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Unread 20th of October, 2010, 01:34
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Refusing to Sow [Epic GM]

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Cadrius sighs and runs a hand across his head. His eyes light upon the congealed blood that is dark and still by the blades of grass sheathed in scabbards of frost. This man has, had, a name. He had a family. He had a life. He had a story. These have all been snatched up and scattered simply because he had the misfortune of traveling in their company. Cadrius fancies that his life, and the lives of his companions, must suffer from some cruel curse for them to bring so much death and misery to the world around. Perhaps it would be better if they were to simply die and bring no more sorrow to the world.

That will not happen. He cannot relinquish his hold on life. Duty has been his master for lo these many years and it is not about to strike down his bonds yet. The others are bound to it as well, though they are not so obviously shackled as Cadrius. He would urge them, Shade, Nicos, Blarth, and Juni, to buy horses and ride south until their steeds could carry them no further, and then buy another set of horses and do the same again. The fallen paladin would see them fade far beyond the horizon, somewhere perhaps across the southern sea, where the black-eyed dead could not menace them.

But they would refuse, of course. Nicos would make a quip, Shade would simmer with quiet indignation, and they would remain. Perhaps it was due to Isac’s sacrifice. The Morning Lord had given his very life to purge the evil from Shade’s body. Perhaps they accompany Cadrius out of obligation, or out of guilt. Or perhaps they simply are simply living proof that there are still good men in this world with stout hearts and the will to stand against the dark.

He wishes he could say the same for himself.

“Aye,” he says, meeting Shade’s steel gaze. “It will be no boon to know of the dead that stalk us, and it is wise to hold watch in pairs.”

Nicos cocks an eyebrow. “But?”

Cadrius lets his breath slowly stream out through his nose, sending steam jetting through the chill morning air. He often forgets that before the bard had made his days traveling with these unlikely companions, he had kept his belly full with the skill to read his audience. The fallen paladin makes a vow to not underestimate him again. It is one of many on a never-ending list that spirals onward in an ethereal scroll in his mind.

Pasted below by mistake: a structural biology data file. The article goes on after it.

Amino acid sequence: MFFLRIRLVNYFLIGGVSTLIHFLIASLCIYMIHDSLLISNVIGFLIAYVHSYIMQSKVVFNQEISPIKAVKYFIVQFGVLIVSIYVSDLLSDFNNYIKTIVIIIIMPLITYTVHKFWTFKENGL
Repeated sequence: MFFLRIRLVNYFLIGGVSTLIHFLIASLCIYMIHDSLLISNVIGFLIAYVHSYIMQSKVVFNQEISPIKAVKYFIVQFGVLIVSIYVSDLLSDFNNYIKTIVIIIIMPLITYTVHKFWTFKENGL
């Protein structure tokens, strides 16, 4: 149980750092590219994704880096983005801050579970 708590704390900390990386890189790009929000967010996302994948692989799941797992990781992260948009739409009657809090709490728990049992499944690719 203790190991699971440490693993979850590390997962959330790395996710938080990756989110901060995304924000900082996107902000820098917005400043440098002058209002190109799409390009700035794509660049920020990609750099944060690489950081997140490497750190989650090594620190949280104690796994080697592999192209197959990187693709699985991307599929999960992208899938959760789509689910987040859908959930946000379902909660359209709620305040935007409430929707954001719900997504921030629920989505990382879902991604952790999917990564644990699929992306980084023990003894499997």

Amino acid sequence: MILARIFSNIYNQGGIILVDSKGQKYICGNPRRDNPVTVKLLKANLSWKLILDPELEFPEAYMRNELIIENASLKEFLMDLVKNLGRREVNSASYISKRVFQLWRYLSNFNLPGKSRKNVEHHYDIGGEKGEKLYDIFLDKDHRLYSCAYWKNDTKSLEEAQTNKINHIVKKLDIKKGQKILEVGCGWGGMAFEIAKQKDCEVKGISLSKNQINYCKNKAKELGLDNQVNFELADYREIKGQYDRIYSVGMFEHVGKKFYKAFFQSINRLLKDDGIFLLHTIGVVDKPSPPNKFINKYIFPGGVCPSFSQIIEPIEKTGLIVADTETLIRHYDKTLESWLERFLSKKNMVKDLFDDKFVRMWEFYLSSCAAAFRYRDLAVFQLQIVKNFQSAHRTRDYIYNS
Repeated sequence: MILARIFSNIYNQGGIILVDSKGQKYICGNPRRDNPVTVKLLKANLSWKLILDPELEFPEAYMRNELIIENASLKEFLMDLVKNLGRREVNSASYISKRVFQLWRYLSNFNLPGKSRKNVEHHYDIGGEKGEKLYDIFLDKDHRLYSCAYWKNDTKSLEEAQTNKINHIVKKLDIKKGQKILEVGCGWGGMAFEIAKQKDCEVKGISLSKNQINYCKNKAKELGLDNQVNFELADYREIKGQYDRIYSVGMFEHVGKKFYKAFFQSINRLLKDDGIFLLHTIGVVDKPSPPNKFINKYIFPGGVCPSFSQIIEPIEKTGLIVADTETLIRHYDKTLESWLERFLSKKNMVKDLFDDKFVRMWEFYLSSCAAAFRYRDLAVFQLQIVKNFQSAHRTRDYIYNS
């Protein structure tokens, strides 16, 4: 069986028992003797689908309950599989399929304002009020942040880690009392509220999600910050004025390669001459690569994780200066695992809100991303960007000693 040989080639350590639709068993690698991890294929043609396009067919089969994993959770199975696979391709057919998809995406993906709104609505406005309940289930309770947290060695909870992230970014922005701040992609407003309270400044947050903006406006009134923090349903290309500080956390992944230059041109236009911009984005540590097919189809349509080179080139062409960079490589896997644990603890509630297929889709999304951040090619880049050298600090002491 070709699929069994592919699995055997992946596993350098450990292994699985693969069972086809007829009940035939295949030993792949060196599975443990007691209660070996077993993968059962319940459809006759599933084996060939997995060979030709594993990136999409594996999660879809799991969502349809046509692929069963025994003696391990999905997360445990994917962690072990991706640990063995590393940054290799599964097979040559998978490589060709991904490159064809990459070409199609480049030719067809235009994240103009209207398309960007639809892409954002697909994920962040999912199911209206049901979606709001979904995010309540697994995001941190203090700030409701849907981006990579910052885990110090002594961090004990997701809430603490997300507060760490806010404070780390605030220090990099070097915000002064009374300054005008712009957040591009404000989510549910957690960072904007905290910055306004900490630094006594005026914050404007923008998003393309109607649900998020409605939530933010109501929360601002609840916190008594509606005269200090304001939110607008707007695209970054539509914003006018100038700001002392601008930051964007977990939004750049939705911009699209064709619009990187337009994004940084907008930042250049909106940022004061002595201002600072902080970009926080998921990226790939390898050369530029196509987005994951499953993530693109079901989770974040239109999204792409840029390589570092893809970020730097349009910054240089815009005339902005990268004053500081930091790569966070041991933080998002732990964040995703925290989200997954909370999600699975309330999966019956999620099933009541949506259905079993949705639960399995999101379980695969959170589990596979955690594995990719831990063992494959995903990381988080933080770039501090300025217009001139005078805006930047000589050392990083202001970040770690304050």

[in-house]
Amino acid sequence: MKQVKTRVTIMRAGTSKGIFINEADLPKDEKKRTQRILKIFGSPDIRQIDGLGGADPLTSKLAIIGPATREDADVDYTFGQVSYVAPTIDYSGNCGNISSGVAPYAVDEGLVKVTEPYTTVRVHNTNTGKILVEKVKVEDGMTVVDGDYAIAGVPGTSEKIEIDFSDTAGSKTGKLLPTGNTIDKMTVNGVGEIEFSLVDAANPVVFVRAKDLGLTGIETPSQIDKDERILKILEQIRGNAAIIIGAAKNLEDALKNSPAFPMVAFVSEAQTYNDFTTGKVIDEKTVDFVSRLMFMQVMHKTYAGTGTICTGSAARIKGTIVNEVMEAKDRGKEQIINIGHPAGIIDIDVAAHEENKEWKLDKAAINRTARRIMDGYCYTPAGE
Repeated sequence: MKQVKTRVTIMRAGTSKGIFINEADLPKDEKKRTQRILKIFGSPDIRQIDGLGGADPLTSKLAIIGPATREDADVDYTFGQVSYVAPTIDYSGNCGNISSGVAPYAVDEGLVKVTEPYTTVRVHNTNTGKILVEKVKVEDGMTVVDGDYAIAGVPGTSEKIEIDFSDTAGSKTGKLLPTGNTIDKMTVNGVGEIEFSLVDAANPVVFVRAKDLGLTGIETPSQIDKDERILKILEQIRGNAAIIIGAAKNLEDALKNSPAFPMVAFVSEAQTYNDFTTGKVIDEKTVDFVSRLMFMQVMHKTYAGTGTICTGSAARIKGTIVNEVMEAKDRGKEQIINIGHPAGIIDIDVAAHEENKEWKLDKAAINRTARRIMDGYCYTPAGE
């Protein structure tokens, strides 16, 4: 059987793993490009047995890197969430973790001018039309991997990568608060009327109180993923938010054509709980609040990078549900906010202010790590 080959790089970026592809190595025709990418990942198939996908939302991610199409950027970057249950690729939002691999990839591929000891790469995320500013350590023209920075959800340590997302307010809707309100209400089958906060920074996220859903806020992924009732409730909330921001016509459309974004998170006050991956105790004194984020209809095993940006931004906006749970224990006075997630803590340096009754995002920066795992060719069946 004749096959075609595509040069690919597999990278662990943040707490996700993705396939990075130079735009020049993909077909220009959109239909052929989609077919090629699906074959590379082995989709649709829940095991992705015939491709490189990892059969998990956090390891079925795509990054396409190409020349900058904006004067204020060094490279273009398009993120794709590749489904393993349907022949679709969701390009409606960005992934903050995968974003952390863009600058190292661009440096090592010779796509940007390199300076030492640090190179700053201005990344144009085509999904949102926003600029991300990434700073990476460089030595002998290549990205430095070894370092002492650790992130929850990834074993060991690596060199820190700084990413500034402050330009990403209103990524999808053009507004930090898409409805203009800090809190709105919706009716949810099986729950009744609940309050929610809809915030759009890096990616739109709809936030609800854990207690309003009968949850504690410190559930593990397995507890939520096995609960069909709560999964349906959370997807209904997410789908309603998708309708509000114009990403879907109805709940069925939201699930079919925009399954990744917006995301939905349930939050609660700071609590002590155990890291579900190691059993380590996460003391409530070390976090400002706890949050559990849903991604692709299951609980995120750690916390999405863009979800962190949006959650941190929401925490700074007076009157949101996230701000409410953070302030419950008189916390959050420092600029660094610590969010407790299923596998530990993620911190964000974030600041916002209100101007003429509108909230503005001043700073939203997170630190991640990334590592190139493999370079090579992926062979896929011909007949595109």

He looks down at the corpse for a moment before looking back at Nicos. “But a man is dead because of us.”

The bard bites back a pithy retort showing restraint that Cadrius appreciates. “Yes, he is.”

Shade’s voice is quiet but hard. “What would you do about it?”

“I do not know,” Cadrius says. “Gods help me. I don’t know.”

“What is this then?” The wagoner’s thick voice calls out. He is flanked by two of his men and bears a half-moon axe with a haft that has been well-worn through time. Gregor is dressed warmly, with fur poking out from the neck of his fastened cloak. His thick moustache bears a hint of frost.

Cadrius says nothing but nods his head toward the body. Gregor brushes past him while the two men mutter prayers to the gods for safe passage of the soul and to not plague the living. They have no idea how close they are to the truth.

Gregor kneels next to the corpse, ignoring the browning blood crusting against his knee. He pulls one of his woolen gloves off and reaches out to brush a few strands of errant hair from the corpse’s face. The fatherly gesture catches Cadrius off-guard, reminding him of days long since past.

“It was strong,” Cadrius says, “to overpower him so. Though we know naught of what it was.”

“And why are they here?” Gregor says, looking back over his shoulder.

“Shade is an expert huntress and knows the tracks of every beast while Nicos possesses a keen mind and a sharp eye. I asked for them to attend should there be any details that I have missed.”

“And what have they found?”

Cadrius sighs. “That if this was a man that did this he was strong to kill Branden, vicious to do it so, and cunning to disguise his tracks.”

“So you have learned nothing then?”

Cadrius remains silent.

“What will you do, Gregor?” Nicos asks.

“We will take care of his body, as in the old ways,” he says, his voice stony and hard like the mountains of his homeland. “Then we will be away from this evil place and we will speak of it nevermore.”